3/11/2017 @ 9:00AM
We’ve all been there.
We make what we think is a rational decision. And then seconds, minutes or days later we wonder “What was I thinking?!” Was it a temporary lapse of sanity? Were we just distracted and decided anyway?
We knew it wasn’t the right decision or the best decision, but in that moment, we made a decision anyway. And it ended up being a stupid one. Why?
The Science Behind “Stupid”
Does this mean that we are indeed stupid? Nope. It simply means that not every decision we make is actually rational. We see what we want to see filtered through our inherent biases, and then we make decisions based on those biases. These biases are called cognitive biases and we all have them.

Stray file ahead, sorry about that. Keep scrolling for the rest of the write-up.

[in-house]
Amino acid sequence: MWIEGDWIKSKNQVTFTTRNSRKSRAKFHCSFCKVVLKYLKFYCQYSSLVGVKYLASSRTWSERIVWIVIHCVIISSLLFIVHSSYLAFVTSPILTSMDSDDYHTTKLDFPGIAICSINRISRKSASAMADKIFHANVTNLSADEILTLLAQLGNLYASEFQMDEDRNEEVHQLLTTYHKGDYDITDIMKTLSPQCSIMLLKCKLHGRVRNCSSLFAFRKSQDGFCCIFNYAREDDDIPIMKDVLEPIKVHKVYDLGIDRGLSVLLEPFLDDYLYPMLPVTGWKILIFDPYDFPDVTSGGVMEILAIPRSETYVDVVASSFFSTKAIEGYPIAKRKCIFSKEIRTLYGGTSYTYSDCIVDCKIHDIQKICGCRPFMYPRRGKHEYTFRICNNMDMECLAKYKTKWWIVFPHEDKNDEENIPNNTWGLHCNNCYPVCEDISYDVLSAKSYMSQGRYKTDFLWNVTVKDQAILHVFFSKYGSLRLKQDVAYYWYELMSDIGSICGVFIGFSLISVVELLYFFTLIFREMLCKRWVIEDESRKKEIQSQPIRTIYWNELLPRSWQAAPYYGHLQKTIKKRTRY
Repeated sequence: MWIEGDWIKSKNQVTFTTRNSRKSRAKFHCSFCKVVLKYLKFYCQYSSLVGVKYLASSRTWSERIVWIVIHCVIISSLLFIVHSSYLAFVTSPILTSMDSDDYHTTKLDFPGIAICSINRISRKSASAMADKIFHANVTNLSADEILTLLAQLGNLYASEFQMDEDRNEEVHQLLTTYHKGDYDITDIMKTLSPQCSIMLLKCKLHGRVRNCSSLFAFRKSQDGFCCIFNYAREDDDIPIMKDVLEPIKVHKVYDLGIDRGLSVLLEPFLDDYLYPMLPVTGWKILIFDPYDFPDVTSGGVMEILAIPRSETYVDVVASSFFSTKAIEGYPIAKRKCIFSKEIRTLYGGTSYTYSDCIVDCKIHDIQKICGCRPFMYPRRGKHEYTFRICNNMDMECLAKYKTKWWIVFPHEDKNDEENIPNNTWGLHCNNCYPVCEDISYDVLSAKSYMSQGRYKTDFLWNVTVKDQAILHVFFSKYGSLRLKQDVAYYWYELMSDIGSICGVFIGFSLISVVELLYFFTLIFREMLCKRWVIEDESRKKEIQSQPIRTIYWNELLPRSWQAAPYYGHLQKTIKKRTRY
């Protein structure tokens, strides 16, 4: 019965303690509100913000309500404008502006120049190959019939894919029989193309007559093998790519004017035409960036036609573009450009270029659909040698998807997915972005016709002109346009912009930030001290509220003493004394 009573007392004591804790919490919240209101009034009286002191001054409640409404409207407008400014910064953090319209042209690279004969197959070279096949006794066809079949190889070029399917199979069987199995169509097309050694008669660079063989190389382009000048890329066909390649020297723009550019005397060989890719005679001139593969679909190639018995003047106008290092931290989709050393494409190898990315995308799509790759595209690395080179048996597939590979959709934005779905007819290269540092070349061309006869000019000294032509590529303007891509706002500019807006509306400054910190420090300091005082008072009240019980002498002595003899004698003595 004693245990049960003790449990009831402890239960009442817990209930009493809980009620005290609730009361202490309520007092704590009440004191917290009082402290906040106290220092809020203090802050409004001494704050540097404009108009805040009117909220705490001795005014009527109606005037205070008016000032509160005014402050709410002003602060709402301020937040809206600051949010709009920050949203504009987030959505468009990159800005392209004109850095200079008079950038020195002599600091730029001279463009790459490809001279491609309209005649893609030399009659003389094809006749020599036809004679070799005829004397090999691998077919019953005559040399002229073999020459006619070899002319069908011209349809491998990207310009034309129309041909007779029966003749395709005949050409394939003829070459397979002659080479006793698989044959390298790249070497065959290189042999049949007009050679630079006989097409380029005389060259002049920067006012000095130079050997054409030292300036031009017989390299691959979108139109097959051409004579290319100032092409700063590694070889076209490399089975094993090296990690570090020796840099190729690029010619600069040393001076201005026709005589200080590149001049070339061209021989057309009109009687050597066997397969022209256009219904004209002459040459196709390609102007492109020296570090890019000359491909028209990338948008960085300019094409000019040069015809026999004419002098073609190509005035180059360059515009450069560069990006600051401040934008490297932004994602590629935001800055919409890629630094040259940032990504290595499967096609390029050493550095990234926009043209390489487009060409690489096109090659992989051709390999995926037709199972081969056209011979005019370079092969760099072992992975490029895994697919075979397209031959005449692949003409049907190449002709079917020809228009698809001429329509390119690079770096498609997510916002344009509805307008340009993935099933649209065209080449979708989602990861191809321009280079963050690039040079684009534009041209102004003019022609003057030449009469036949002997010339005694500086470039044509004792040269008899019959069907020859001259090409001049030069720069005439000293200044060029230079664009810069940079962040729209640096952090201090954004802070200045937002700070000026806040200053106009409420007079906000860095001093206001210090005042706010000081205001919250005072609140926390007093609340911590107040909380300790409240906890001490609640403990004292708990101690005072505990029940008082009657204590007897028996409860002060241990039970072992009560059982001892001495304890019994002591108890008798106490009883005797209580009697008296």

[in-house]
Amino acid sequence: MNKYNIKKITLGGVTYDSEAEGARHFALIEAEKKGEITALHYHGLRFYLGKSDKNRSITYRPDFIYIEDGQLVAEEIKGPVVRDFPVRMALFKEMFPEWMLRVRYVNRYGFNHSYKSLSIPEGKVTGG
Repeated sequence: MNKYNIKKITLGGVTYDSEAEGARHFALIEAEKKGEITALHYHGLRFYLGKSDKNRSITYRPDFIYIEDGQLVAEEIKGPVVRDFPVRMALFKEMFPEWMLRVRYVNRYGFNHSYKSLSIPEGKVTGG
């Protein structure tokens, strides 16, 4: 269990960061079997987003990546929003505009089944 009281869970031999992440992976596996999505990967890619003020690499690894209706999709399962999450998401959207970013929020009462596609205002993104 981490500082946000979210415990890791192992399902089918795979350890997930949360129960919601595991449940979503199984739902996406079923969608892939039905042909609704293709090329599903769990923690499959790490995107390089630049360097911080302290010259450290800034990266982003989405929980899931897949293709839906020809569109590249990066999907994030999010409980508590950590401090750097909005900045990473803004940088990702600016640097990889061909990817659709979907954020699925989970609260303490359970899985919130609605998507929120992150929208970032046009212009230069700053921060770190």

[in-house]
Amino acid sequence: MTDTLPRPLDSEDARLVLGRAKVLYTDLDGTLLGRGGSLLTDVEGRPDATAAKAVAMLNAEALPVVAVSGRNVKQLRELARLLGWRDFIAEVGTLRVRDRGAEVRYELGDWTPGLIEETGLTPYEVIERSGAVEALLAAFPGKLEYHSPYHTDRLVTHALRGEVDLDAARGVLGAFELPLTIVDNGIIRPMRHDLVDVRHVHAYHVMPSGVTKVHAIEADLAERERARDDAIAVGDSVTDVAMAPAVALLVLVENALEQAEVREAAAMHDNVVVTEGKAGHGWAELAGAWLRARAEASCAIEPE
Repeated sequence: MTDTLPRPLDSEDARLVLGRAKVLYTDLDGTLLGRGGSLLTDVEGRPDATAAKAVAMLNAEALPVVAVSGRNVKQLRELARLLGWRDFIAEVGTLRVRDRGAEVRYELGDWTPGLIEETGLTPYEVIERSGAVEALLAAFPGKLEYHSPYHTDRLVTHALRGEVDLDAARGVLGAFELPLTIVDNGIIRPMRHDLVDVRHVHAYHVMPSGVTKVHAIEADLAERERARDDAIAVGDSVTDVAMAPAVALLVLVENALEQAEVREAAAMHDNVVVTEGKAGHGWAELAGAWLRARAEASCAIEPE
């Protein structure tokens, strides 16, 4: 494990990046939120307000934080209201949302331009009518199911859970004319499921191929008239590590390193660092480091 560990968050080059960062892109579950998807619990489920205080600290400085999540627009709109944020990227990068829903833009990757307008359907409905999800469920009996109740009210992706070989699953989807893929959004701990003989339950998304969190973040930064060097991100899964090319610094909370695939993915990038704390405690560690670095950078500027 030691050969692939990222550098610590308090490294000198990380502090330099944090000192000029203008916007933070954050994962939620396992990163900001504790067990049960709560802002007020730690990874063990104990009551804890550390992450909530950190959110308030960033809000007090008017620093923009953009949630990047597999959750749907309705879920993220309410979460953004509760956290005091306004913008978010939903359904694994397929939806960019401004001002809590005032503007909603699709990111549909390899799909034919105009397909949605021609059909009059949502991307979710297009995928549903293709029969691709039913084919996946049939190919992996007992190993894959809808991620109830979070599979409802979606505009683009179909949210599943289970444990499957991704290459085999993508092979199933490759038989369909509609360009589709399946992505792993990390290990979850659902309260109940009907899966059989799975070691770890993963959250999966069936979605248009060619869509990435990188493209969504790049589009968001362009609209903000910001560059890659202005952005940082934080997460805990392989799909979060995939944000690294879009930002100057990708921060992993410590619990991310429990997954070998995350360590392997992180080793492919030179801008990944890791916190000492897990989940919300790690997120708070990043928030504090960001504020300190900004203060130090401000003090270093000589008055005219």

A cognitive bias refers to the systematic pattern of deviation from norm or rationality in judgment. These biases cause conclusions, inferences, assumptions about people and situations to be drawn in a less than logical fashion. We all create our own “subjective social reality” from our perception of the input we receive —both from outside of us and inside of us.